Here's the difference: Bush is a raging moderate. He has ideas; he has, in fact, a vision; but it's not a rigid, exclusive vision. He's no fanatic. His revolution is to recover the sensible middle.

Unfortunately, he has to do it in a polarized America. He has to do it as a Republican.

It is precisely because he is an obvious moderate that the Left feared him so much and therefore vilifies him continuously as stupid and extremist, when they know perfectly well that he is neither.

It is also because he is an obvious moderate that the ideological conservatives in the Republican Party were slow to embrace him -- they kept hoping somebody else would emerge back in 2000.

What Is the Republican Future?

What we moderates worry about is quite simple: After him, who?

The secret agenda of Barnes's book is this: To persuade the rightwing groups in the Republican Party not to return to their ideological roots.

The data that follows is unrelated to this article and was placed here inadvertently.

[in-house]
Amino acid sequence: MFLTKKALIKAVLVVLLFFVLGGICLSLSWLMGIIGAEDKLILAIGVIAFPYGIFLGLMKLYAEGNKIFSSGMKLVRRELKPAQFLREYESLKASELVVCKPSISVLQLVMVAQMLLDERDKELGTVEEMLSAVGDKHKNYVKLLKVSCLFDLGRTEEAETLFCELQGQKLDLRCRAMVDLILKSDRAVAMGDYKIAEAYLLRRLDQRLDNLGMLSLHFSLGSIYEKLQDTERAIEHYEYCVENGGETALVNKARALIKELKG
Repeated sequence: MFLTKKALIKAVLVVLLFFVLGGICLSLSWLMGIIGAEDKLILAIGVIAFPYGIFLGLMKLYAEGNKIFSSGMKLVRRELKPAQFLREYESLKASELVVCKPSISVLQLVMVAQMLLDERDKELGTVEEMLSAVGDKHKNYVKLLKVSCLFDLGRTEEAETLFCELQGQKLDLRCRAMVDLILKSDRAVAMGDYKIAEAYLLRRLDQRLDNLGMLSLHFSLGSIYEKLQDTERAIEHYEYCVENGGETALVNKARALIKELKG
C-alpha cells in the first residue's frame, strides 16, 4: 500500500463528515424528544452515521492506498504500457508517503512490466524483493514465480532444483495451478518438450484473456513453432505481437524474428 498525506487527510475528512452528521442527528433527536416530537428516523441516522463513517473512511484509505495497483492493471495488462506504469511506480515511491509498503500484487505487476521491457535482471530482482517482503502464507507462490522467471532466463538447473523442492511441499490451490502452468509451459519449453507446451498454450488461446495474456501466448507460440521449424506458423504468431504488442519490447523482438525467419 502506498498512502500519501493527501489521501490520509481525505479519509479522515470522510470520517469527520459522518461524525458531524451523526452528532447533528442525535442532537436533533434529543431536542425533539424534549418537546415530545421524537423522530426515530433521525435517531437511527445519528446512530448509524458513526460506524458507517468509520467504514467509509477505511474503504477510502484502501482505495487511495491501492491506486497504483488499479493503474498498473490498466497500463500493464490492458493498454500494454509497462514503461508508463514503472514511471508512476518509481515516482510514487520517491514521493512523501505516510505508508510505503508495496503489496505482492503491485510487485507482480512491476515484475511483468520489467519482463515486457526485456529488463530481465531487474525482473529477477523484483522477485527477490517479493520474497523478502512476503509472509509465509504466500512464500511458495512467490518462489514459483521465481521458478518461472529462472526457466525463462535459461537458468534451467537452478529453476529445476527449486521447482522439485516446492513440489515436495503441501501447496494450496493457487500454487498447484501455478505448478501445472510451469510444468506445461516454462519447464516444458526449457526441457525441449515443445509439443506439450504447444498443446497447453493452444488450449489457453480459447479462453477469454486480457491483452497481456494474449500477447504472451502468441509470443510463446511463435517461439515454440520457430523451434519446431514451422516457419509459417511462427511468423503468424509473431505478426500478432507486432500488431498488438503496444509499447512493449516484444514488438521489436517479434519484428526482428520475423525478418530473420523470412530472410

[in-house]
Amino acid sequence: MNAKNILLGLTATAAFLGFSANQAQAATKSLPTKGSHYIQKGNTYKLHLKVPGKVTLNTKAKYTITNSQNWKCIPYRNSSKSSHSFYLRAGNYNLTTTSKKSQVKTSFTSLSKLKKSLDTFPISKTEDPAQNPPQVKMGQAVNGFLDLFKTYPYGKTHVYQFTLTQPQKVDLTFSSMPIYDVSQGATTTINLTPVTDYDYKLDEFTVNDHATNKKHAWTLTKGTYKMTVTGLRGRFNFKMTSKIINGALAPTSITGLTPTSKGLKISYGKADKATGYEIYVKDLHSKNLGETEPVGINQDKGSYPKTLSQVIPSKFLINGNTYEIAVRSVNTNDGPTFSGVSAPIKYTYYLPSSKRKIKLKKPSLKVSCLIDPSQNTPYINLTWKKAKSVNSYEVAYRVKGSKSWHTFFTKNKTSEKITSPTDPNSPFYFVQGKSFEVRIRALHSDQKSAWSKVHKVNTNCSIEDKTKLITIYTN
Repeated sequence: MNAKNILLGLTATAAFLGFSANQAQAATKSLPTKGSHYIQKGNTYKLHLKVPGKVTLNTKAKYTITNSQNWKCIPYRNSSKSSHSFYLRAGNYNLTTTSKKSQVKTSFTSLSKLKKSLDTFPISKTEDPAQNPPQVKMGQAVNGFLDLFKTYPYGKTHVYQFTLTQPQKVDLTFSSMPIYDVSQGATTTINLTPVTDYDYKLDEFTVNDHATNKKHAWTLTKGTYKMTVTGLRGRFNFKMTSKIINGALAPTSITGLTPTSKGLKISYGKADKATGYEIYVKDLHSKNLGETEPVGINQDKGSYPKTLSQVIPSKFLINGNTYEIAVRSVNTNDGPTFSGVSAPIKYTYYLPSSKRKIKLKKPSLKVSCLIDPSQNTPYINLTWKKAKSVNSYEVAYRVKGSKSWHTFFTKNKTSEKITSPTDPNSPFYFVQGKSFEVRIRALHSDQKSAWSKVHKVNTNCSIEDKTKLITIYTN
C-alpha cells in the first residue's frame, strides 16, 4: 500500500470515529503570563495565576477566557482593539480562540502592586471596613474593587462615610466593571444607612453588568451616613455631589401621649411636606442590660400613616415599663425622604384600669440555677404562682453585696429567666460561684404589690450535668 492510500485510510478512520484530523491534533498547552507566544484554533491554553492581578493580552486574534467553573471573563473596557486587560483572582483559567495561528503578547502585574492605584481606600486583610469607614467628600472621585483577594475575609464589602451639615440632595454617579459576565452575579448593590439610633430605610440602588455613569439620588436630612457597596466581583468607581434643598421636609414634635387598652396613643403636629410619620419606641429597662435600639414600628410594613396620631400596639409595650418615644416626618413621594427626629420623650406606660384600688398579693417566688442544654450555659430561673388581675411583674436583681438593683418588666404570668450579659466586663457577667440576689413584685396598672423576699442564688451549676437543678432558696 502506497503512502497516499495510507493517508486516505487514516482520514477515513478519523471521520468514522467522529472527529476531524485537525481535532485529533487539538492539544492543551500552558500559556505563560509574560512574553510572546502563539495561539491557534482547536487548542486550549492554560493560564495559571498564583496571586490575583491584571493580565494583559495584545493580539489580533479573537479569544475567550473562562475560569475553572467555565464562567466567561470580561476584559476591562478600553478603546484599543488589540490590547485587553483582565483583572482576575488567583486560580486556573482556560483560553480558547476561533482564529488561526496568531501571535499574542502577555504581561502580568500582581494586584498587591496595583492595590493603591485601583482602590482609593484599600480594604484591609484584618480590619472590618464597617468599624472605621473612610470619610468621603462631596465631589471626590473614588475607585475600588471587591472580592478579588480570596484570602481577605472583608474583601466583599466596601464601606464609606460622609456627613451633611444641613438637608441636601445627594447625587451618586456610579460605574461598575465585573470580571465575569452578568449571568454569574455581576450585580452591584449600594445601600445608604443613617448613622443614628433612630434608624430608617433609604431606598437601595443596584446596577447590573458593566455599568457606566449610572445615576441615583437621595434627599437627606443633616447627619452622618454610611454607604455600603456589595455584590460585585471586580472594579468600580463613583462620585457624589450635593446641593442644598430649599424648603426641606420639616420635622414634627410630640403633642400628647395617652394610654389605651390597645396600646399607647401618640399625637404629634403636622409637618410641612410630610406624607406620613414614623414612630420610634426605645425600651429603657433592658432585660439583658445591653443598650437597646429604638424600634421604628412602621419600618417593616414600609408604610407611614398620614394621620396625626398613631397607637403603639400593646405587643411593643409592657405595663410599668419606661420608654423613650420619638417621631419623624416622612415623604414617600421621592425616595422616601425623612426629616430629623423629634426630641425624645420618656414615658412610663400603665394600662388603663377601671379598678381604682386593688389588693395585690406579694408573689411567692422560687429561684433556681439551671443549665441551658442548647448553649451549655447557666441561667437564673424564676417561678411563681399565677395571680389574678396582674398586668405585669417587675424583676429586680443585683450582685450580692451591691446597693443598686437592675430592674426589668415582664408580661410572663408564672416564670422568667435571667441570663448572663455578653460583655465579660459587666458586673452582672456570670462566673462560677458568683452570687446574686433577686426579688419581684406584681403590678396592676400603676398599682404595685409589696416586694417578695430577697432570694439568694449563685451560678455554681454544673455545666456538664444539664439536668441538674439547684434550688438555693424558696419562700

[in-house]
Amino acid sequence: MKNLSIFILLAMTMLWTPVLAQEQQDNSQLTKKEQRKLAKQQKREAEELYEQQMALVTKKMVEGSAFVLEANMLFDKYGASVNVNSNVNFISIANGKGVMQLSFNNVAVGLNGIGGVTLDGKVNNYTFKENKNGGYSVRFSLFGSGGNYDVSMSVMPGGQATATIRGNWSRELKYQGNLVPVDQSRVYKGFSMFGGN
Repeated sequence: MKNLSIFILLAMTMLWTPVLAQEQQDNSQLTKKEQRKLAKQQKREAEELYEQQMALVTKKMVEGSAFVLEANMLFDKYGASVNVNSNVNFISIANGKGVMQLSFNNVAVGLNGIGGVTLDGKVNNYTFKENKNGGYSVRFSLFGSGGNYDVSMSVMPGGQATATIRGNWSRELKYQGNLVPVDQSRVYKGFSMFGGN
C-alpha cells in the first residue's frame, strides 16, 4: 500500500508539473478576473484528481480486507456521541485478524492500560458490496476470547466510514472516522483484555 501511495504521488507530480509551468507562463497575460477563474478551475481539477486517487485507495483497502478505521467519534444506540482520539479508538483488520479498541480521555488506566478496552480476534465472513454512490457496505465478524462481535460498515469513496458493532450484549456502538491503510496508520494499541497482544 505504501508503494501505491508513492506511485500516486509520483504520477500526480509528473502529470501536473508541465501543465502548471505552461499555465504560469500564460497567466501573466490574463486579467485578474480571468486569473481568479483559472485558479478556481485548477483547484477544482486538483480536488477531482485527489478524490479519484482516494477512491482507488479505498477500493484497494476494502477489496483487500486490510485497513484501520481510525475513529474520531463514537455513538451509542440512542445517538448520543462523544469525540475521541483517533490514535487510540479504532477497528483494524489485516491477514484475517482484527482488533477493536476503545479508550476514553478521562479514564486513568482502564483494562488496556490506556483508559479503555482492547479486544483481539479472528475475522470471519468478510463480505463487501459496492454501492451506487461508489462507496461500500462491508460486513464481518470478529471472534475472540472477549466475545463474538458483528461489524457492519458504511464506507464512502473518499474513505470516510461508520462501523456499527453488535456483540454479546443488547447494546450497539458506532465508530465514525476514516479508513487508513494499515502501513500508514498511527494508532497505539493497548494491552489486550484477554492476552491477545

Instead, he is saying, look at how we can keep a permanent majority. Each group of ideologues may have to swallow hard on some parts of their wish list for America, but if we keep appealing to the same groups Bush has assembled into a national majority, the Republican Party can become the true majority party for years to come.

And since my party, the Democratic Party, seems grimly determined to become a monstrous caricature, wearing the faces of Ted Kennedy, Howard Dean, and Ms. Cattle Futures, I'm very much afraid that the next election will leave me with no presidential candidate I can vote for.

If the Republican Party makes the rational choice to choose a candidate who is truly in the mold of George W. Bush, then I will believe that it is a party worth joining.

But if the Republican Party repudiates Bush by nominating an ideologue of the right, I may end up having no choice but to vote for their candidate, but it will be while holding my nose, and my party affiliation will remain where it is.

Copyright © 2006 by Orson Scott Card.